As Lance Venta noted over at RadioInsight, Entercom’s sports president Mike Dee has relationships with both teams, having been CEO of the Padres and COO of the Sox.

*In New York, it’s a status quo year for both the Yankees and Mets. Yankees radio flagship WFAN (101.9/660) changed hands from CBS Radio to Entercom during the off-season, but its extensive affiliate network remains largely unchanged. (Is anyone but us wondering when John Sterling, now well into his 80s, might call it a career? That question seems likely to become a bigger one in the next few years.)

The Mets, well-entrenched on iHeart’s WOR (710), lost two affiliates over the winter: in Albany, Pamal’s format flip to “Alt” at what had been CBS Sports Radio WINU (104.9) sends the Amazins over to sister station WROW (590). And here in Rochester, the demise of Genesee Media’s “Team” on WRSB (1590/105.5) and WOKR (1310) leaves no Mets affiliate in the hometown of play-by-play voice Josh Lewin. (At least we have Lewin’s new “Daily Mets Podcast” to listen to every morning after a game.) Update: Genesee Media head honcho Brian McGlynn checked in to let us know the Mets remain on WOKR 1310 with its new talk format. Lewin fans rejoice!

On TV, of course, the Yankees are on YES and the Mets on SNY, with 21 Yankee games and 25 Mets games on WPIX (Channel 11) in the New York market and a piecemeal network of broadcast affiliates upstate. (The demise of Spectrum Cable Sports last year wiped out a lot of the Mets’ upstate network for those non-SNY games.)

*In Philadelphia, the Phillies also changed radio owners – but not signals – as WIP (94.1) passed from CBS Radio to Entercom. Its big network of affiliates in eastern Pennsylvania, New Jersey and Delaware stays intact, and so does the TV package that splits games among Comcast’s NBC Sports Philadelphia, Comcast Network and WCAU-TV (Channel 10). The WCAU games are also fed to a small network of TV affiliates in Harrisburg, Scranton/Wilkes-Barre, State College and Rehoboth Beach, Del.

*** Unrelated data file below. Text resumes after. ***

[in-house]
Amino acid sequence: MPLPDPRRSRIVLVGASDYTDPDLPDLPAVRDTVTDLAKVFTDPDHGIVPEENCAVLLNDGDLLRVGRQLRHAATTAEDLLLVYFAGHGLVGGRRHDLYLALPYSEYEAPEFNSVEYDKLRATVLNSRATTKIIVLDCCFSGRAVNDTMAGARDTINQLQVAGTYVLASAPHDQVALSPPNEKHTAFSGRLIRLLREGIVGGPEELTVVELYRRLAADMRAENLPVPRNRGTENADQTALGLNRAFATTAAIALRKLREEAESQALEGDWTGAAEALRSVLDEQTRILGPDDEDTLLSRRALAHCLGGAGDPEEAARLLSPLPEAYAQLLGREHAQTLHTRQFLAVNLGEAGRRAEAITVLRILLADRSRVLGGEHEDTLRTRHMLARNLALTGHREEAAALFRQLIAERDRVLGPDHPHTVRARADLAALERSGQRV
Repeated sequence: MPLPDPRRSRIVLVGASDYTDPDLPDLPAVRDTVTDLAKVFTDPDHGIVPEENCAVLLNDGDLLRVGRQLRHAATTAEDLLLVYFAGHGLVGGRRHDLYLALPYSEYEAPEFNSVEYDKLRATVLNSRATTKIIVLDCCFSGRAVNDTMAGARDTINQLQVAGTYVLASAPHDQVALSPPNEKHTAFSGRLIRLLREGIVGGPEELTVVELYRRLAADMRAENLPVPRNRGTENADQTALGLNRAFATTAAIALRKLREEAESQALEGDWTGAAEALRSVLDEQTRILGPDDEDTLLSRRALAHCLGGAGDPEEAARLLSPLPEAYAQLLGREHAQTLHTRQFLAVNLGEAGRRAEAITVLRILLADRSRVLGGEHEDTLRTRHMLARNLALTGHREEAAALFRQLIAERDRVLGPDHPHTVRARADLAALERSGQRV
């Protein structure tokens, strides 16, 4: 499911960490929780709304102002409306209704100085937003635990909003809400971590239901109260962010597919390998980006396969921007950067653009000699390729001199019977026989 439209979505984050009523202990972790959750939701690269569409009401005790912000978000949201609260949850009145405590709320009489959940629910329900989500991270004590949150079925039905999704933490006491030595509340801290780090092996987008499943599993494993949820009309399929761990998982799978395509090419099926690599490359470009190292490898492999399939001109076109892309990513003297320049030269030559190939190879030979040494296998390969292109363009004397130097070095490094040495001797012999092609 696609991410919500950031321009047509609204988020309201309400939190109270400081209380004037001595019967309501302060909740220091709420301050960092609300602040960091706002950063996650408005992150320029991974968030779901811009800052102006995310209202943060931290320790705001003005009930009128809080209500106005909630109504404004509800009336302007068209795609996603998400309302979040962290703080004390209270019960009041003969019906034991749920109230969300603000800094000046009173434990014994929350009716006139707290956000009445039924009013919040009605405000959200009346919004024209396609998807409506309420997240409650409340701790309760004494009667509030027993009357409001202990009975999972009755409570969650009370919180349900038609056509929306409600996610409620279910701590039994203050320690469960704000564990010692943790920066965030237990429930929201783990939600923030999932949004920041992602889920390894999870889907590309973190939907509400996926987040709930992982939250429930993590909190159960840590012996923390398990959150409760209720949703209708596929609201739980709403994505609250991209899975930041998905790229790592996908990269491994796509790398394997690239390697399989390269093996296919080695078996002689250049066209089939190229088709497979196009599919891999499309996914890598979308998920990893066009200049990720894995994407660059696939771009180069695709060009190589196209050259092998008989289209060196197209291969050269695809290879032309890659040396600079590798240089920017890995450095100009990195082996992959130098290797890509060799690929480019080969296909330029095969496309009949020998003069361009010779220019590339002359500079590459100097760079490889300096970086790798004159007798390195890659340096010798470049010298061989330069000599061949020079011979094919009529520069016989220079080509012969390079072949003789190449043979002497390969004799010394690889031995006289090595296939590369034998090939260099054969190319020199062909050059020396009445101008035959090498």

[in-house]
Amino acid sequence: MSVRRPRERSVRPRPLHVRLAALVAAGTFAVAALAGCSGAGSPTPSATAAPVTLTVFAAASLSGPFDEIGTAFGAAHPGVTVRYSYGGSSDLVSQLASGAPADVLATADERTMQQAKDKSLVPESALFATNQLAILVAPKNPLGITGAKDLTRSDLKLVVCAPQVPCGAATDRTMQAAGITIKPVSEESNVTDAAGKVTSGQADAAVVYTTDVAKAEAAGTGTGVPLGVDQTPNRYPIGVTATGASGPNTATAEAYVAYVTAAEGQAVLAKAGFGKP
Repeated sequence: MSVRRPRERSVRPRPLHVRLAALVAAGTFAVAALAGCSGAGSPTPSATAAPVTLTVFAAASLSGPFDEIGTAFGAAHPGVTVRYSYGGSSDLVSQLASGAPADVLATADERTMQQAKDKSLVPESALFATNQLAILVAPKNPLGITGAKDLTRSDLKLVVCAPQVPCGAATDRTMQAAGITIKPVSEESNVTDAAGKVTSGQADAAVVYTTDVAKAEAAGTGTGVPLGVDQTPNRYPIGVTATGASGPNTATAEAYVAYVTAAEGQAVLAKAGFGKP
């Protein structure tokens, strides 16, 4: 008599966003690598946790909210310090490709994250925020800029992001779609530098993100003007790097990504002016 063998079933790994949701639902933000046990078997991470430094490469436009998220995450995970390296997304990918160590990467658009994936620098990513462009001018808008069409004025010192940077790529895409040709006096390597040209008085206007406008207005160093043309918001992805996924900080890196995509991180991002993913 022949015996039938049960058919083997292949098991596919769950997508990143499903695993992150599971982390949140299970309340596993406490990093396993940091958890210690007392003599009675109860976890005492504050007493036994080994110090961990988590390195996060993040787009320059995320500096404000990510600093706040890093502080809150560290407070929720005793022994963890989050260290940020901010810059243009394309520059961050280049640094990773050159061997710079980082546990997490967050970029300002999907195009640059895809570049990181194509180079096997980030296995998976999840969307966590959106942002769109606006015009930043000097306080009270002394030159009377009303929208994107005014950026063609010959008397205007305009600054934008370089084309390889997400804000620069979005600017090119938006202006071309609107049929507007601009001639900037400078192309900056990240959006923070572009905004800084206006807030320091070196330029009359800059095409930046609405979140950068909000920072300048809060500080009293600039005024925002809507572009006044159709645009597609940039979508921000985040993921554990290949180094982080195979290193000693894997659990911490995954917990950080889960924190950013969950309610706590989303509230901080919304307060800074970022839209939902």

The only change across the state for the Pirates is also in the ownership of the radio flagship, with KDKA-FM (93.7 the Fan) also going from CBS Radio to Entercom. TV coverage remains in place on what’s now the AT&T Sports Network, ex-ROOT Sports.


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From the NERW Archives

Yup, we’ve been doing this a long time now, and so we’re digging back into the vaults for a look at what NERW was covering one, five, ten, fifteen and twenty years ago this week, or thereabouts.

Note that the column appeared on an erratic schedule in its earliest years as “New England Radio Watch,” and didn’t go to a regular weekly schedule until 1997.

One Year Ago: April 3, 2017

*We may not know yet where “NBC Boston” will be found on the RF spectrum in a few years, but we know that parent company NBC Universal is getting ready to make a big brick-and-mortar investment in eastern MASSACHUSETTS.

Since launching its owned-and-operated NBC signal on New Year’s Day, it’s been a crowded house for Comcast’s local TV operations in the Boston market. NBC Boston is currently crammed in with sister stations Telemundo Boston (WNEU) and New England Cable News at the original NECN facility on Wells Ave. in Newton, while Comcast Sports Network is up in Burlington.

That’s about 375 employees in all, and late last week NBC Universal announced plans to bring them together under one roof on the Needham side of the “N-Squared Innovation District,” the development district that spans Route 128. Assuming Needham Town Meeting voters approve a $2.1 million tax break for the project, NBC plans to move all its operations into the former General Dynamics building on B Street, one of the last big unclaimed pieces of the Founders Park development (above).

The project will include about $63 million to renovate the building itself, plus another $61 million for new equipment; NBC says it will also upgrade shuttle service from Founders Park (already home to TripAdvisor’s headquarters, among other prominent tenants) to the Needham Highlands T stop as part of its commitment to its new home.